Apomorphine withdrawal


#1

Hi,

If anyone can relate to my situation, and offer any kind of advice, I would be eternally grateful.

To cut a painfully long story short, I was diagnosed 10 yrs ago at 40.

The last 12 months have seen a rapid decline in the condition such that I have gone from being able to walk, drive, work and socialise, to now not even being able to balance standing up.

I was on a regime of Pramipexole, Sinamet, and Apomorphine pump. The Pramipexole turned me into a psychotic gambler. I came off that, awful withdrawal symptoms, but better than the alternative, nearly lost my home, marriage, everything.

Just after I quit the Pramipexole, my legs started to shake, couldn't sleep at night, mad sweats, and a completely lethargic loss of interest in most everything I had previously enthused about. My legs have got steadily worse, and my movement became dyskinetic to put it mildly, I looked like a thunderbird puppet. I developed a ringing in my ears, and an intense dizziness that has got worse and worse.

I have seen 2 neuro's during the past 6 months to try to establish some control. I came off the Sinamet, that being the most likely cause, but this made things worse, I just seized up. 

Plan B is now to quit the Apomorphine and up the Sinamet to 250 x3 daily. We have reintroduced a small dose of Pramipexole to try to balance things out, but to my disappointment this has produced no significant improvement (.26 morning & evening). No OCD at that dose.

It seems the Apo no longer suits. This has been explained as my having reached the complex stage of Pd, where my brain reacts differently now to previously successful drugs. I get up in the morning, and within 20 mins I am rattling like a heroin addict. Sweating, can't talk, shaking, shivering, hot then cold, disorientated and confused, panicky and very anxious. I put the pump on and swap one set of symptoms for another. I calm down and can think clearly, but then feel tremendously dizzy (not blood pressure) and my legs go haywire, I cannot stand up.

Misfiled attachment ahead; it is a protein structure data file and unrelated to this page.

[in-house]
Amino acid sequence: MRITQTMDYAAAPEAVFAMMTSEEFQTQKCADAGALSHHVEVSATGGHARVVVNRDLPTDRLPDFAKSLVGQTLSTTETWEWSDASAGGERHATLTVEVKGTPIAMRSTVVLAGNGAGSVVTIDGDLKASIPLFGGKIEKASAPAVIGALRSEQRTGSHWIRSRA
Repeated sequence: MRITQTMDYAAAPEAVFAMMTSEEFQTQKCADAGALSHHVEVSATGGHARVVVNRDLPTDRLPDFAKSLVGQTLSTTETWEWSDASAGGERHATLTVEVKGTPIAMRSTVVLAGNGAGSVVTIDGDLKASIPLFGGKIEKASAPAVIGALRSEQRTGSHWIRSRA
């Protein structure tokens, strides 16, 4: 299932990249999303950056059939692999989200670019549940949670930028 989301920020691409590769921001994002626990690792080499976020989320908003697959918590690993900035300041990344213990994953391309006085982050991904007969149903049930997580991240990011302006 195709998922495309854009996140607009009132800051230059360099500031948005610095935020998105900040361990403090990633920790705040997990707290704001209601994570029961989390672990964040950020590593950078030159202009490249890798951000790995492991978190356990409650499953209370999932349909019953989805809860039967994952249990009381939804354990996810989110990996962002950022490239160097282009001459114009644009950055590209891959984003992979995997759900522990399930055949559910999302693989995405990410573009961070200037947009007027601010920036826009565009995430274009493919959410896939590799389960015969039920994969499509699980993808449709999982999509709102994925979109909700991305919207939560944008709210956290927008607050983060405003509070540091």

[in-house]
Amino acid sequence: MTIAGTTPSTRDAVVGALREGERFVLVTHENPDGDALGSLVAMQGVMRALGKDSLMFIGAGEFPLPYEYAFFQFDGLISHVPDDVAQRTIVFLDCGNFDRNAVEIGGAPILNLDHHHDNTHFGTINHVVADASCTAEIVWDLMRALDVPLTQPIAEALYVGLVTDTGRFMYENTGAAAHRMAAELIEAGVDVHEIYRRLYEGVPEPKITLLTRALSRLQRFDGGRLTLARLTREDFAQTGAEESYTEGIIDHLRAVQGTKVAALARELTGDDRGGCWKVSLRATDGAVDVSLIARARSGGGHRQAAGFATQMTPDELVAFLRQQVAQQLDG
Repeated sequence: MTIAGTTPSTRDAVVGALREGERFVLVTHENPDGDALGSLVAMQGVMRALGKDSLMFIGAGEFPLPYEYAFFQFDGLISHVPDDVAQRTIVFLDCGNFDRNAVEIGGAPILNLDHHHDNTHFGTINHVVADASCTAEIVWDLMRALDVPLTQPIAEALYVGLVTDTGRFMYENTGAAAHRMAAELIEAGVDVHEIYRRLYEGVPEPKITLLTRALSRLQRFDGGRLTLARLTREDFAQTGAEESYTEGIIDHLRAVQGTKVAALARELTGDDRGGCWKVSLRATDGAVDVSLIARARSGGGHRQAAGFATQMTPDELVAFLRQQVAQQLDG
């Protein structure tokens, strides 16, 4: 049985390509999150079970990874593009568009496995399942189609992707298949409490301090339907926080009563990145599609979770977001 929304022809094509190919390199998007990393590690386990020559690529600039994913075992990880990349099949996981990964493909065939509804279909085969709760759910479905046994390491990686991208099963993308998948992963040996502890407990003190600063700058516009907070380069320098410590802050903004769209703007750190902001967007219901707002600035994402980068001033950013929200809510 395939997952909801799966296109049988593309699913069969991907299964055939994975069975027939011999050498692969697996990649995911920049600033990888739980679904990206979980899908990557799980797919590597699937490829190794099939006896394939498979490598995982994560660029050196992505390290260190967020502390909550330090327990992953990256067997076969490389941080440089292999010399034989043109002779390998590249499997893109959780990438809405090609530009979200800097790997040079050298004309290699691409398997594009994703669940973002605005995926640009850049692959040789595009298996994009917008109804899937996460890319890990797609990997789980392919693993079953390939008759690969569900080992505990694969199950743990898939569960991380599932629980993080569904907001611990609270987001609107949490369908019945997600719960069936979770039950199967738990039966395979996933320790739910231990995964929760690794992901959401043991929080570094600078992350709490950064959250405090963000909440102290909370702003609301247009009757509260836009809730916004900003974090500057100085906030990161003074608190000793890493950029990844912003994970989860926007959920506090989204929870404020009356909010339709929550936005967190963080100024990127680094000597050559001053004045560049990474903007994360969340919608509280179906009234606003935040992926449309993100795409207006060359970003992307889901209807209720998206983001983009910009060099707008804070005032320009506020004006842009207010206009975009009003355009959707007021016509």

I have taken the pump down from 0.9 12 months ago, to just 0.2 now, steadily decreasing the dose week after week. The withdrawal however is the worst I have ever experienced. The desperation for the drug in the morning is tremendous. I need to quit it to see if this eventually regains some of my balance and stops the dizziness. 

It's kind of being damned if you do and damned if you don't (take the Apo).

Has anyone else tried to quit Apo?? Does anybody have any advice on kicking the last bit and coping with the intense withdrawal symptoms? If anybody can share this experience with me I would be most grateful.

Thanks all.

Chris


#2

Yes my husband has been up and down with Apomorphine and is at present reducing his dose to come off it .However he has started to get very shaky and stiff again and sleeps most of the day .When the pump was at its highest level he was completely disorientated and confused and suffered with a lot of hallucinations so you are right there doesn't seem to be any benefits .Seeing his neurologist so let you know what he suggests next . 


#3

I’m getting the feeling that soon I will be going down this slippery slope.  That is, swapping one seemingly useless drug for another with added unpleasant, side effects. It has been suggested that I start the ap-go pen on top of stalevo, ropinirole and madopar. Something is stopping me doing this because I’m not convinced it is right for me. Whenever I ask about ap-go pen or the apomorphine pump, I feel a giant ‘BUT’ hanging in the air!


#4

Hi Chris,

I recognise your frustration and disappointment with the solutions the professionals come up with as these only seem to aggravate your condition.

I have felt the same a few times in the last years., but in the end I thought there must be a more subtle solution, than just adding a different drug to the list.  Maybe a slow re-introduction  of lower doses or different combinations .or change of timing (several small amounts works best for me,, taken every two to two and a halve  hours. If you  I have seen it with other patients. Sometimes it just requires a change of consultant. They all have their favourite treatment. You have to get them on your side and maybe go back on drugs that worked  Do you have access to a Parkinson nurse, do you go to a support Group?


#5

My husband has now come off the Apomorphine pump and he is far more engaged in conversations and less confused . The downside is the off times are more frequent and shaking is worse He is now having a trial for the Duodopa pump treatment which will involve surgery and this seems the last resort for a better quality of life .I would like to hear from anyone who has had this operation and if the system has been successful for them and manageable .